Creating Alternative Water Supplies & Workers Applying For DAPA and DACA
I'm Lacy Gray with Washington Ag Today.
With the Governor's drought emergency declaration now expanded to include roughly 44% of the state the Department of Ecology is working with available funds to lease water rights and develop grant programs that will boost stream flows, provide water for farming and create alternative water supplies. The $9 million in drought funding recently requested by Ecology from the Legislature would be used in drought declared areas for emergency water-right permits, changes to existing water rights, approving water right transfers, and agricultural and fisheries projects. Currently, 16 watersheds in Western Washington and 8 in Eastern Washington are expecting to experience drought related hardships.
WAFLA Director Dan Fazio recently received notice from U.S. Immigration and Customs Enforcement that there would be no "safe harbor" for employers who find workers are illegal, and that employers who receive knowledge a worker is not work authorized should terminate that worker.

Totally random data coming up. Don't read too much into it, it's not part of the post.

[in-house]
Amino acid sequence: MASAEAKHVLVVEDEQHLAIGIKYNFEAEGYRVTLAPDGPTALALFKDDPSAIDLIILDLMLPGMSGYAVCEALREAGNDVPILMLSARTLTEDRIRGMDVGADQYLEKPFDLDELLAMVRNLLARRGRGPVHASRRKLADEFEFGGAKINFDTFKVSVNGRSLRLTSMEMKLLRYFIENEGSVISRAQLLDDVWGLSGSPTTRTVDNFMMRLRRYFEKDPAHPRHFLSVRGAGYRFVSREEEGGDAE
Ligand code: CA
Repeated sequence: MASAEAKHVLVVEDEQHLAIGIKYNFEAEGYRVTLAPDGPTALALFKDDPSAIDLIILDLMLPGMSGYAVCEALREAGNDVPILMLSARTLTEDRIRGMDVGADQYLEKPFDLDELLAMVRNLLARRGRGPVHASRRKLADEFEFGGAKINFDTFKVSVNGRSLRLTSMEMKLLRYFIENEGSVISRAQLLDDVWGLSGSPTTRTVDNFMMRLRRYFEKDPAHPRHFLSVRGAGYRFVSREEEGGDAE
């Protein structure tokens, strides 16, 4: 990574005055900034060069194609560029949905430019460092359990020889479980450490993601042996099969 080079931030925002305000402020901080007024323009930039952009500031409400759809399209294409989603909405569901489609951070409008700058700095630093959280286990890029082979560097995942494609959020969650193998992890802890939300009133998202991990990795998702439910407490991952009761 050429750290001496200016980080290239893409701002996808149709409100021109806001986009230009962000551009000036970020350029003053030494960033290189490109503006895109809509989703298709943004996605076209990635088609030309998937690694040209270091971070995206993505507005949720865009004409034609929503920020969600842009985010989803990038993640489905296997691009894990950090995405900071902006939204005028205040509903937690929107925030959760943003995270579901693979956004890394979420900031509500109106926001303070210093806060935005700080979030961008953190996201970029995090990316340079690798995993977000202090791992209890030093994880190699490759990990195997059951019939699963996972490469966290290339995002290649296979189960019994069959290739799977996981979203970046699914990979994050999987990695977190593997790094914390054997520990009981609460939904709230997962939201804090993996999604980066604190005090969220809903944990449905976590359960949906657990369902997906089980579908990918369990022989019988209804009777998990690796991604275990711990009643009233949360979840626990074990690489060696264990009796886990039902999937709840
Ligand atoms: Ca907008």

FAZIO: The letter from ICE confirmed that employers should put a system in place so that they are not aware of workers who are applying for DAPA and DACA. The good news is that it's relatively easy to put a system like that in place. We have a policy on our website that employers can use, and I really can't conceive of the government ever going after an employer for helping a person apply for the program that the government is putting out there. But they did remind us that employers need to take care; that if an employee asks for assistance, they should just refer them to an immigration attorney.
That's Washington Ag Today.
I'm Lacy Gray with the Ag Information Network of the West.